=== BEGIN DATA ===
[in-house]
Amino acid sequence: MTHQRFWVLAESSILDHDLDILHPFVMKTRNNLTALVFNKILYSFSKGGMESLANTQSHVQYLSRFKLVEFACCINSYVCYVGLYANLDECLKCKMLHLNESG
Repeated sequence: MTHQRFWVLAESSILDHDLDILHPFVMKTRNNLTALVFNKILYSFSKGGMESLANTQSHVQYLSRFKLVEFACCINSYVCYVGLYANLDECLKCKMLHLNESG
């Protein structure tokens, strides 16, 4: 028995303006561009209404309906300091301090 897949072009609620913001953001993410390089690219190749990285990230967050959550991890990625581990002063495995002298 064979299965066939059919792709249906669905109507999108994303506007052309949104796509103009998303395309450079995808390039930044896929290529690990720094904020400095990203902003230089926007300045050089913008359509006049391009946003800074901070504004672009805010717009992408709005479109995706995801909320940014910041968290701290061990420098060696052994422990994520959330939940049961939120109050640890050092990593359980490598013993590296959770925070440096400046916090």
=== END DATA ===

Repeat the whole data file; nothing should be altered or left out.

[in-house]
Amino acid sequence: MTHQRFWVLAESSILDHDLDILHPFVMKTRNNLTALVFNKILYSFSKGGMESLANTQSHVQYLSRFKLVEFACCINSYVCYVGLYANLDECLKCKMLHLNESG
Repeated sequence: MTHQRFWVLAESSILDHDLDILHPFVMKTRNNLTALVFNKILYSFSKGGMESLANTQSHVQYLSRFKLVEFACCINSYVCYVGLYANLDECLKCKMLHLNESG
């Protein structure tokens, strides 16, 4: 028995303006561009209404309906300091301090 897949072009609620913001953001993410390089690219190749990285990230967050959550991890990625581990002063495995002298 064979299965066939059919792709249906669905109507999108994303506007052309949104796509103009998303395309450079995808390039930044896929290529690990720094904020400095990203902003230089926007300045050089913008359509006049391009946003800074901070504004672009805010717009992408709005479109995706995801909320940014910041968290701290061990420098060696052994422990994520959330939940049961939120109050640890050092990593359980490598013993590296959770925070440096400046916090």